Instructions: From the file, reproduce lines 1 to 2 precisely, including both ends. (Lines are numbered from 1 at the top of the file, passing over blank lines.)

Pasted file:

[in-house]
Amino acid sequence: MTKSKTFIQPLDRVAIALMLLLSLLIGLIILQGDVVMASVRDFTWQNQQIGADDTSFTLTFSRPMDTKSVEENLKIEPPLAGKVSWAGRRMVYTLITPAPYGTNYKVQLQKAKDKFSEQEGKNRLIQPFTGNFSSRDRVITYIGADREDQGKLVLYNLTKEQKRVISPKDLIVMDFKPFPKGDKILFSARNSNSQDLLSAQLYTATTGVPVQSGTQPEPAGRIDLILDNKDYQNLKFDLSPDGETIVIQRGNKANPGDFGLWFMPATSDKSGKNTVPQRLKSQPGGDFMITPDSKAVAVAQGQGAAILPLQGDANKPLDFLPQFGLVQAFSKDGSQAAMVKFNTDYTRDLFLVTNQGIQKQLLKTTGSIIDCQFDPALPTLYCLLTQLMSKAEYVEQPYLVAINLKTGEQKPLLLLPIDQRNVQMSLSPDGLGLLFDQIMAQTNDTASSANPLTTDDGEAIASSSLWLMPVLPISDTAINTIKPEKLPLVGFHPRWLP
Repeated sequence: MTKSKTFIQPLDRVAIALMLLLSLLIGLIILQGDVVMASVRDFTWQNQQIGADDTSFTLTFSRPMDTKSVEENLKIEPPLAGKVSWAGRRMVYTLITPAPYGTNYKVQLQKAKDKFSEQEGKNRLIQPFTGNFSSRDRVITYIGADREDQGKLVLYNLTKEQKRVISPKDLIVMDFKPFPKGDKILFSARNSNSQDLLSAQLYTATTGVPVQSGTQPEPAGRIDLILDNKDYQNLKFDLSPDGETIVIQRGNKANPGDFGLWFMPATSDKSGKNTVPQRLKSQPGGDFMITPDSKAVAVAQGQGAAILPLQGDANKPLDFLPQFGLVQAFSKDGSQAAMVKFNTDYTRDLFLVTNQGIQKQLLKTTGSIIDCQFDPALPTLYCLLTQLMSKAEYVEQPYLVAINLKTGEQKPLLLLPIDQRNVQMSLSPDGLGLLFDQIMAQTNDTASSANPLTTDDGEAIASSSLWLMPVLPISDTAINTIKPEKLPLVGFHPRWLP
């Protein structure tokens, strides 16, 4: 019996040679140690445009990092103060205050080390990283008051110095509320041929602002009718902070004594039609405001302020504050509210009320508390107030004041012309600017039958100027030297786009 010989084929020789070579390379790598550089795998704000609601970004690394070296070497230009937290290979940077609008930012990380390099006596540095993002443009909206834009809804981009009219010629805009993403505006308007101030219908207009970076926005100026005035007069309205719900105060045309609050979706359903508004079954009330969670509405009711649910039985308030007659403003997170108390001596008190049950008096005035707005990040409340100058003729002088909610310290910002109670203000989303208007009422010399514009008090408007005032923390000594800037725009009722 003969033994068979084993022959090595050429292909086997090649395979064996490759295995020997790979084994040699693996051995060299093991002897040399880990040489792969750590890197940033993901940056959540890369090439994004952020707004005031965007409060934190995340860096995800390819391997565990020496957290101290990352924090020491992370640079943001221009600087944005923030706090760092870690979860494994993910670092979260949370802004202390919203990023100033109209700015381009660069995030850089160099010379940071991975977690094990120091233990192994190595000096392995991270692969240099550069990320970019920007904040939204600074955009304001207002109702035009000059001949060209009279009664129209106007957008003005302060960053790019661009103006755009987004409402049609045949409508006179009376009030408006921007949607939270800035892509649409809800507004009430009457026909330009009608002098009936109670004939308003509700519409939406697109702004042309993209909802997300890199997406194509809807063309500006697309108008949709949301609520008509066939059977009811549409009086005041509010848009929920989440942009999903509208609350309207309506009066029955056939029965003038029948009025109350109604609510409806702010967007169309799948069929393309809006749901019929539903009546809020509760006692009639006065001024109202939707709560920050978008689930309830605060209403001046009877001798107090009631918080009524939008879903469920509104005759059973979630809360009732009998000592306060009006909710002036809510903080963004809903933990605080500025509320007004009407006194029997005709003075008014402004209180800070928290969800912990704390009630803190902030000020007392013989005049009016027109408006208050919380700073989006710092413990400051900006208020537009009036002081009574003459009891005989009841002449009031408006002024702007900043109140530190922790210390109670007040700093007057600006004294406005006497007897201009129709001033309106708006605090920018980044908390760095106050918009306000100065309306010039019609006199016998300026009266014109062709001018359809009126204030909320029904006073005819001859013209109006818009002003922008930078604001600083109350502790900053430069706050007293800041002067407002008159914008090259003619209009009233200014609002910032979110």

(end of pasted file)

[in-house]
Amino acid sequence: MTKSKTFIQPLDRVAIALMLLLSLLIGLIILQGDVVMASVRDFTWQNQQIGADDTSFTLTFSRPMDTKSVEENLKIEPPLAGKVSWAGRRMVYTLITPAPYGTNYKVQLQKAKDKFSEQEGKNRLIQPFTGNFSSRDRVITYIGADREDQGKLVLYNLTKEQKRVISPKDLIVMDFKPFPKGDKILFSARNSNSQDLLSAQLYTATTGVPVQSGTQPEPAGRIDLILDNKDYQNLKFDLSPDGETIVIQRGNKANPGDFGLWFMPATSDKSGKNTVPQRLKSQPGGDFMITPDSKAVAVAQGQGAAILPLQGDANKPLDFLPQFGLVQAFSKDGSQAAMVKFNTDYTRDLFLVTNQGIQKQLLKTTGSIIDCQFDPALPTLYCLLTQLMSKAEYVEQPYLVAINLKTGEQKPLLLLPIDQRNVQMSLSPDGLGLLFDQIMAQTNDTASSANPLTTDDGEAIASSSLWLMPVLPISDTAINTIKPEKLPLVGFHPRWLP